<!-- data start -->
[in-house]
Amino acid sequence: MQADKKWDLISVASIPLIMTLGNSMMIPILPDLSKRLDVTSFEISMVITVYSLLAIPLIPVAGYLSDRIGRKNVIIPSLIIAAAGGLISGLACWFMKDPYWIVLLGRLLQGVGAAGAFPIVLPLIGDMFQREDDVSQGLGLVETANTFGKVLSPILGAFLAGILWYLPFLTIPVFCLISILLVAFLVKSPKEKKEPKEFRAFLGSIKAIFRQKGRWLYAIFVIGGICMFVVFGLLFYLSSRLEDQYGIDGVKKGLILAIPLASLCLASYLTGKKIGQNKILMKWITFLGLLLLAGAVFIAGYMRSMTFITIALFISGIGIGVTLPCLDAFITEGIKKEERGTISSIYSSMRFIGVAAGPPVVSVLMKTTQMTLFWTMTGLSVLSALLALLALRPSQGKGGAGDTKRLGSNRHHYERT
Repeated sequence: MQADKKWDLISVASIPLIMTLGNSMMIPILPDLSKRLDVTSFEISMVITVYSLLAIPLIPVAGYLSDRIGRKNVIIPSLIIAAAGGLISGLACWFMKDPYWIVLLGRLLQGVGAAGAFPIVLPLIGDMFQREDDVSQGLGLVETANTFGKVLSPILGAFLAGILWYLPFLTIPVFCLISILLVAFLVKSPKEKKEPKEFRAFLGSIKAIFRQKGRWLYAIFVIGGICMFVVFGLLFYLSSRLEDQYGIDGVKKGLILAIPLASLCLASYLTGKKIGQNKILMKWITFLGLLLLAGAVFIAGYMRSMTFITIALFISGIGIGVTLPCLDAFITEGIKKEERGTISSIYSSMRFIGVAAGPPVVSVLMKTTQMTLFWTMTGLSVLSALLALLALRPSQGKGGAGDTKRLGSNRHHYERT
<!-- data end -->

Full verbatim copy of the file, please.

[in-house]
Amino acid sequence: MQADKKWDLISVASIPLIMTLGNSMMIPILPDLSKRLDVTSFEISMVITVYSLLAIPLIPVAGYLSDRIGRKNVIIPSLIIAAAGGLISGLACWFMKDPYWIVLLGRLLQGVGAAGAFPIVLPLIGDMFQREDDVSQGLGLVETANTFGKVLSPILGAFLAGILWYLPFLTIPVFCLISILLVAFLVKSPKEKKEPKEFRAFLGSIKAIFRQKGRWLYAIFVIGGICMFVVFGLLFYLSSRLEDQYGIDGVKKGLILAIPLASLCLASYLTGKKIGQNKILMKWITFLGLLLLAGAVFIAGYMRSMTFITIALFISGIGIGVTLPCLDAFITEGIKKEERGTISSIYSSMRFIGVAAGPPVVSVLMKTTQMTLFWTMTGLSVLSALLALLALRPSQGKGGAGDTKRLGSNRHHYERT
Repeated sequence: MQADKKWDLISVASIPLIMTLGNSMMIPILPDLSKRLDVTSFEISMVITVYSLLAIPLIPVAGYLSDRIGRKNVIIPSLIIAAAGGLISGLACWFMKDPYWIVLLGRLLQGVGAAGAFPIVLPLIGDMFQREDDVSQGLGLVETANTFGKVLSPILGAFLAGILWYLPFLTIPVFCLISILLVAFLVKSPKEKKEPKEFRAFLGSIKAIFRQKGRWLYAIFVIGGICMFVVFGLLFYLSSRLEDQYGIDGVKKGLILAIPLASLCLASYLTGKKIGQNKILMKWITFLGLLLLAGAVFIAGYMRSMTFITIALFISGIGIGVTLPCLDAFITEGIKKEERGTISSIYSSMRFIGVAAGPPVVSVLMKTTQMTLFWTMTGLSVLSALLALLALRPSQGKGGAGDTKRLGSNRHHYERT